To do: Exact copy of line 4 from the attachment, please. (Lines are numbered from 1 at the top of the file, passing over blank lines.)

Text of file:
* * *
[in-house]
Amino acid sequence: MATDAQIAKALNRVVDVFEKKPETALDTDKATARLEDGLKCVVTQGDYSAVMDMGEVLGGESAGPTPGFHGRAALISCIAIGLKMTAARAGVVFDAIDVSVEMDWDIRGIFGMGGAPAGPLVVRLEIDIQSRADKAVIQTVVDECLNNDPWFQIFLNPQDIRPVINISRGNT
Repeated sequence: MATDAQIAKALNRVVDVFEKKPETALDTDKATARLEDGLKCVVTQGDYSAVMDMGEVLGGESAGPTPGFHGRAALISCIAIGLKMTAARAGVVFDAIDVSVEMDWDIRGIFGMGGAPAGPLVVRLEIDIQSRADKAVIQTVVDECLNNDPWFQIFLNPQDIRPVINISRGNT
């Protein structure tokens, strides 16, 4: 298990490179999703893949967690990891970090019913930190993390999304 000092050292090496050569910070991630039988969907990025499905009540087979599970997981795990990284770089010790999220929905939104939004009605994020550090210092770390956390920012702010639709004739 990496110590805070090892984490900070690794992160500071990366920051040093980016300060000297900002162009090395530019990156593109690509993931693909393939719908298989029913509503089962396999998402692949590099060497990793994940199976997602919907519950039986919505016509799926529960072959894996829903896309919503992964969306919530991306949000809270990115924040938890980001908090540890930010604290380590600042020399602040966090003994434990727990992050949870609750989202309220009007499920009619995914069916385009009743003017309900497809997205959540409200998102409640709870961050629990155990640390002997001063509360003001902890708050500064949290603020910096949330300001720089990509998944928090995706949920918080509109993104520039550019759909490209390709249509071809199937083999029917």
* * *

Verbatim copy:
């Protein structure tokens, strides 16, 4: 298990490179999703893949967690990891970090019913930190993390999304 000092050292090496050569910070991630039988969907990025499905009540087979599970997981795990990284770089010790999220929905939104939004009605994020550090210092770390956390920012702010639709004739 990496110590805070090892984490900070690794992160500071990366920051040093980016300060000297900002162009090395530019990156593109690509993931693909393939719908298989029913509503089962396999998402692949590099060497990793994940199976997602919907519950039986919505016509799926529960072959894996829903896309919503992964969306919530991306949000809270990115924040938890980001908090540890930010604290380590600042020399602040966090003994434990727990992050949870609750989202309220009007499920009619995914069916385009009743003017309900497809997205959540409200998102409640709870961050629990155990640390002997001063509360003001902890708050500064949290603020910096949330300001720089990509998944928090995706949920918080509109993104520039550019759909490209390709249509071809199937083999029917």